Why would a company need a power of attorney?  Arguably, a company doesn’t live and therefore just keeps on going (pending liquidation or wind up).  However, as every company director knows, the decision making and sign off responsibility is solely at the feet of the directors who run the Company.

For small companies, especially sole director companies, the issue becomes more acute if the sole director of a Company becomes unwell or dies.  Without properly empowered persons (usually directors) the business of a Company cannot be transacted. Contracts can’t be made, deals can’t be finalised, finances may be frozen and overall decision making in the company may stall.

One possible solution to avoid such a mess is the Company Power of Attorney.

What is a Company Power of Attorney?

A Company Power of Attorney is a legal instrument whereby the Company appoints someone to act on its behalf and do things for the Company (such as sign contracts) especially in circumstances where the director(s) are unable or incapable of doing so, for example by virtue of the director being injured, of ill health or having passed away.

The Company as the ‘appointer’ can appoint any adult person to do things on its behalf. The ‘attorney’ can only do those things it is empowered to do under the Power of Attorney document. When exercising those powers, the ‘attorney’ must act at all times in the best interests of the Company.

Importantly, a Company Power of Attorney is granted by the Company and must therefore be validly signed and approved by the Company. To be valid, the power of attorney must be in the form required under the relevant state laws (for example, Power of Attorney Act (NSW) 2003) and signed by the director(s) in accordance with Section 127 of the Corporations Act.

A director is not able to appoint someone else to act as director via a personal power of attorney.  It is not permissible for a director to delegate their duties as a director. Therefore, the only way to properly empower someone on behalf of the Company is by way of a Company Power of Attorney.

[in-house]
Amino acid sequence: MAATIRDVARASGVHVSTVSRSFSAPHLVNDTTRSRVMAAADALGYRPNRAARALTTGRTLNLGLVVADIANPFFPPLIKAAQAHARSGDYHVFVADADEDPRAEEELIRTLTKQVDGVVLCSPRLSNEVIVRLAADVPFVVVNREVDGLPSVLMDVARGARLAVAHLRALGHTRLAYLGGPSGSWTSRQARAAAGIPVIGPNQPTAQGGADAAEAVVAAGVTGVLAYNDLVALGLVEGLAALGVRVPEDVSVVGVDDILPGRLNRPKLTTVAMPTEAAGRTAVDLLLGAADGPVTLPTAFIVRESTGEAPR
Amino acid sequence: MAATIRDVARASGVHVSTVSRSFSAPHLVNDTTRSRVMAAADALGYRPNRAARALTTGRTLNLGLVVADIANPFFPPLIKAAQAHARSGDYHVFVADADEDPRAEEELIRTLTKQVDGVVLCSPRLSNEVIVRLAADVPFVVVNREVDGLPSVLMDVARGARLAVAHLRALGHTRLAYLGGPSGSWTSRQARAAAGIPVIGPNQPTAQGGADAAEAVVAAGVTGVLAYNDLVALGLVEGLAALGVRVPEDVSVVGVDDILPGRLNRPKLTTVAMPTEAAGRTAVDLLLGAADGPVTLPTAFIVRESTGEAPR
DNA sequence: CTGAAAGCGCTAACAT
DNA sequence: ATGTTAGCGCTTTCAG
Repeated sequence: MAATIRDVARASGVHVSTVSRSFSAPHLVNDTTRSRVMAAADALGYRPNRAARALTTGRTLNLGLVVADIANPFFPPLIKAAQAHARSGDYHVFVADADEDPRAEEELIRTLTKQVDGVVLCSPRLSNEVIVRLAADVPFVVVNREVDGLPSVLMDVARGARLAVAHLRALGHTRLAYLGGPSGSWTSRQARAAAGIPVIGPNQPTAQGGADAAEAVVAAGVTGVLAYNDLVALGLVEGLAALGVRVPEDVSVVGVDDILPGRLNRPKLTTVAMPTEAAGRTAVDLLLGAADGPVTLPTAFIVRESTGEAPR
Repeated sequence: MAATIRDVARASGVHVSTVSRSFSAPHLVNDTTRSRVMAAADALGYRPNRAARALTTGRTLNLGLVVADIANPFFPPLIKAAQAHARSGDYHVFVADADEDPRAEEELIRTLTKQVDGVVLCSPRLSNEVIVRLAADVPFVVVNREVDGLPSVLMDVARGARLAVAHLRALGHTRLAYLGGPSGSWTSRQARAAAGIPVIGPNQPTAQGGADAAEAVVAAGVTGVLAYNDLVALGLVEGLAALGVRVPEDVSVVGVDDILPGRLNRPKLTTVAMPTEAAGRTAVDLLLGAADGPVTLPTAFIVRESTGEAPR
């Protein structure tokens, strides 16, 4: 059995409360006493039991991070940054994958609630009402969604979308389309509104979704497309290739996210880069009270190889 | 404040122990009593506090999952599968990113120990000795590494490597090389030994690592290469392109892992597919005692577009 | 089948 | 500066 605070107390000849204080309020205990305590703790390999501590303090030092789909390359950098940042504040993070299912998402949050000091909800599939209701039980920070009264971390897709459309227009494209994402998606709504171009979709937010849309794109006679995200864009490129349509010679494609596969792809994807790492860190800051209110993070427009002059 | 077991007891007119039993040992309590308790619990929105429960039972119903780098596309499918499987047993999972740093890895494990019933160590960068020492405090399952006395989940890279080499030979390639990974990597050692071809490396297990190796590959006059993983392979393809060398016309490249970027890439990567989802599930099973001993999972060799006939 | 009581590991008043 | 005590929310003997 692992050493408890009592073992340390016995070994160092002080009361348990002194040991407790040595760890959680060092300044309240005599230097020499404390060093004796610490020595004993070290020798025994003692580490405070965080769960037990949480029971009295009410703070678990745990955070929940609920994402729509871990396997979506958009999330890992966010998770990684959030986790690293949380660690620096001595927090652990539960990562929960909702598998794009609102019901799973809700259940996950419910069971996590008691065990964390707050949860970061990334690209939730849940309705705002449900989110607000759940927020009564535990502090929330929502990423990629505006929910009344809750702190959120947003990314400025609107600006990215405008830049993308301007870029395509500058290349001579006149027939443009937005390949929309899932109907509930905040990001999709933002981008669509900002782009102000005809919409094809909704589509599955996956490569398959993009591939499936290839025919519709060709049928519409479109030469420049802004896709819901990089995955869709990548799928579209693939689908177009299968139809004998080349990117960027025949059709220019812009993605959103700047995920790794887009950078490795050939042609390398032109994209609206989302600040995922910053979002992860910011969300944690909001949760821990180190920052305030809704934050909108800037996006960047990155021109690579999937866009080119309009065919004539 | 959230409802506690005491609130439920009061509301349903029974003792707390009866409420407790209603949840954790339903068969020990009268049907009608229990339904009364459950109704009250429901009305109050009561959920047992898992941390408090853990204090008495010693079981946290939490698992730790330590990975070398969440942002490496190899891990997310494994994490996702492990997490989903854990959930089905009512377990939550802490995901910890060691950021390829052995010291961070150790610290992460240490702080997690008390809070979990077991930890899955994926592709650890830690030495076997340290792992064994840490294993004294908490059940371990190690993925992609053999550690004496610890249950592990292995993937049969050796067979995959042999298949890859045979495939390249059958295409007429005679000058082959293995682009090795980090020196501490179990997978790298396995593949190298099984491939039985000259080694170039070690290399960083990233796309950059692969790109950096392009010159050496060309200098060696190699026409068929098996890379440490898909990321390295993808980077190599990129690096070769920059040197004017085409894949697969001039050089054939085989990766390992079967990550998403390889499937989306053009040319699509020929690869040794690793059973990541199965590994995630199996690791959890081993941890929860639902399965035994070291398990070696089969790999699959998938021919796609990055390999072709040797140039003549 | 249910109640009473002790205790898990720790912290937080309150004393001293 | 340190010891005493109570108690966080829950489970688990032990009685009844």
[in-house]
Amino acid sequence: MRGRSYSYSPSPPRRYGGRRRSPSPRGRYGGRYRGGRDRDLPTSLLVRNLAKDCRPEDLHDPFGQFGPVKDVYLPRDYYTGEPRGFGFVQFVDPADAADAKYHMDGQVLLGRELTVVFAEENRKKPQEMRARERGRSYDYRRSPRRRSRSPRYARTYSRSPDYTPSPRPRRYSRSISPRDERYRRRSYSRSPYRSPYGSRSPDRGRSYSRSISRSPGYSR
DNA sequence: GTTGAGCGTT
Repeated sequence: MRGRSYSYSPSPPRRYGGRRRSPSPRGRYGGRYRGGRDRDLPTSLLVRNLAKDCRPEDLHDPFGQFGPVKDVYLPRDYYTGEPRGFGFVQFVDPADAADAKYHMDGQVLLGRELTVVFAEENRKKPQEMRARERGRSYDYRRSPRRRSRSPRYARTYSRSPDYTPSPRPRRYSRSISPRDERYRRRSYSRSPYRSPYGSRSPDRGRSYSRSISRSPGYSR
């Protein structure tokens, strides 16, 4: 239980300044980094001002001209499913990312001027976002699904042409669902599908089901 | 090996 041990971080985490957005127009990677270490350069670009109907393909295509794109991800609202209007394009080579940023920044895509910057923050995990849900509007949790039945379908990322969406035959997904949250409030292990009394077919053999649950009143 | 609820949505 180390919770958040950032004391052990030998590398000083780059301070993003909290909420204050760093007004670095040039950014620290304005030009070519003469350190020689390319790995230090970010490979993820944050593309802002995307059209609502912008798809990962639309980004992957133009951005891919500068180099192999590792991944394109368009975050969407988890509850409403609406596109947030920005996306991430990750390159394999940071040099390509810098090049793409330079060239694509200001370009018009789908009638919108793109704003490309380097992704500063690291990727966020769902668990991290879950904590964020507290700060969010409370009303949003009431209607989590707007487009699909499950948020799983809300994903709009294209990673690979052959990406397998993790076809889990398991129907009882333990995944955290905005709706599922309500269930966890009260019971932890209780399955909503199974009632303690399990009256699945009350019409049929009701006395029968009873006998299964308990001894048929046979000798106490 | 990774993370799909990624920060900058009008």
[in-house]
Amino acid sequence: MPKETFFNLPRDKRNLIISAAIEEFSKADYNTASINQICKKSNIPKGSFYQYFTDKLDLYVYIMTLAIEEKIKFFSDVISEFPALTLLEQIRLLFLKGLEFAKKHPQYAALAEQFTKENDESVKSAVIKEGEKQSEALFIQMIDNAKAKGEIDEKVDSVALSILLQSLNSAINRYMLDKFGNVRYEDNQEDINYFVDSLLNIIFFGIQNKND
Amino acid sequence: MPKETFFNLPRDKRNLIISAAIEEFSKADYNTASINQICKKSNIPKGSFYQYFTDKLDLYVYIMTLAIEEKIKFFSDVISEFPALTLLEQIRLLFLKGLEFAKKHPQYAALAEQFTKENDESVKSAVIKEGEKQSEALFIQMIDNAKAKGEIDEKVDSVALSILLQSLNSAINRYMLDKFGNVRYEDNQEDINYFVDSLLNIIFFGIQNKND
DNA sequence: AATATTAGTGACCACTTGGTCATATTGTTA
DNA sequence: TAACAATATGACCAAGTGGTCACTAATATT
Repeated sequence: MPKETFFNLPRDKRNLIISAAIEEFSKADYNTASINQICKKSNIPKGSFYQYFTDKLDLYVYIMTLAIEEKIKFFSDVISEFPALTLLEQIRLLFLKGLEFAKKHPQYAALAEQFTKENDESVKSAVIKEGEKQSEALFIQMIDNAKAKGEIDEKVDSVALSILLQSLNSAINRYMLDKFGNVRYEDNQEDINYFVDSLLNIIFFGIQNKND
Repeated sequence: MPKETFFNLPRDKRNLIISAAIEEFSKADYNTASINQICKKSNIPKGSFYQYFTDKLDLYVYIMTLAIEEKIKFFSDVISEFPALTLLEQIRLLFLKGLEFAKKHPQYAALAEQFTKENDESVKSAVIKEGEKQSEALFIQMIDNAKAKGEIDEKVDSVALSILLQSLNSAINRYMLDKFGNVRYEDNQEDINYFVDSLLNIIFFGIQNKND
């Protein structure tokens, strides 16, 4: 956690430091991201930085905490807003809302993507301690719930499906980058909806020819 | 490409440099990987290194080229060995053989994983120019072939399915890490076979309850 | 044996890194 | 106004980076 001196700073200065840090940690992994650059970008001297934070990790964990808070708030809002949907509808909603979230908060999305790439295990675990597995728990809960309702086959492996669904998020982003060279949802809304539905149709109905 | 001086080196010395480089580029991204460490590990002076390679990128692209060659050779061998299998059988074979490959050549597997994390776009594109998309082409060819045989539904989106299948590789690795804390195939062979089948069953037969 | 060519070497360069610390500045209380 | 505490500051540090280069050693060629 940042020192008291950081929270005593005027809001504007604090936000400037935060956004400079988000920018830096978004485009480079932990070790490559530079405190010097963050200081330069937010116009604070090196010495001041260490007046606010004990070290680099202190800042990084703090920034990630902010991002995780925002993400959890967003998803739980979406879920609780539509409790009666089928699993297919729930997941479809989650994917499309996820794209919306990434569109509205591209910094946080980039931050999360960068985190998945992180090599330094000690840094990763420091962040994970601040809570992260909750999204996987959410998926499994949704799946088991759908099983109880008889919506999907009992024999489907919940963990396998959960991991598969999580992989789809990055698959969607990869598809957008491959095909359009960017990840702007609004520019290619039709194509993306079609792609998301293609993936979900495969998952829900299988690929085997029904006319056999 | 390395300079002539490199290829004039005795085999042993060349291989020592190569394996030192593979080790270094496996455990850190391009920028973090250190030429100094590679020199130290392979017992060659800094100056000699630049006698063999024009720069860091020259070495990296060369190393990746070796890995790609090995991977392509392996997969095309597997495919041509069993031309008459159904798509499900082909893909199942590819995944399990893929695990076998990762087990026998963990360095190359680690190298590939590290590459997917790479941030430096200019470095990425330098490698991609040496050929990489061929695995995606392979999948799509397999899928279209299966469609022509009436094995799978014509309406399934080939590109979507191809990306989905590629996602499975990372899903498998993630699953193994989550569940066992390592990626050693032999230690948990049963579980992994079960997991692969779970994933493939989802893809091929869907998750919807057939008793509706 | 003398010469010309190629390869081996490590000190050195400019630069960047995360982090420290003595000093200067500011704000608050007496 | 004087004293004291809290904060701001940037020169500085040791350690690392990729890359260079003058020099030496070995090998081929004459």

What Happens if a Sole Director Dies without a Company Power of Attorney?

In circumstances where the company is run by a sole director and shareholder, and that person dies or cannot manage the company because of mental incapacity, then a ‘legal personal representative’ can either appoint themselves or appoint another person as the director of the Company (as per Section 201F of the Corporations Act).

The key point is that given the ‘legal personal representative’ can make that appointment, the person who is the ‘legal personal representative’ must be first appointed to that role.  That process, usually by way of probate or letters of administration, can take time (3 – 6 months) unless a special application is made to the Court for a Special Grant of Administration.

Under the provisions of Section 74 of the Probate and Administration Act (NSW), the Court can make an urgent Order allowing a person or persons to act in the capacity as Administrators on behalf of the deceased if it is convenient for them to do so. The Special Grant of Administration is made for the purposes of protecting the asset or particular assets where the delay in obtaining a normal grant would endanger those assets.

In the Estate of Frumar (2016) NSWSC 1116, the key asset of the Estate was in relation to the on-going practice of an Ophthalmic Surgery operated by the deceased who was an Ophthalmic Surgeon. The evidence before the Court showed that it was necessary to sell the practices as quickly as possible in order to preserve their value for an incoming Ophthalmic Surgeon.  The Court was satisfied that in the event that the practices were not sold the value of the Estate would decline and potentially would become insolvent. It was therefore in the interests of the beneficiaries and creditors of the Estate that there be an appointment of a Special Administration that the assets be realised.

Take Out

As part of prudent business planning, it is important for the directors of all companies to consider what contingencies they have in place in the event of a directors’ ill health or death. If the company has a sole director, it is strongly recommended that the Company establish a Company Power of Attorney to ensure ongoing decision making powers are in place for the Company in circumstances where the director is unable to make those decisions.

If you would like to discuss a Company Power of Attorney or require more information please contact: Cameron Spanner, Director-Lawyer.

Written by Cameron Spanner.

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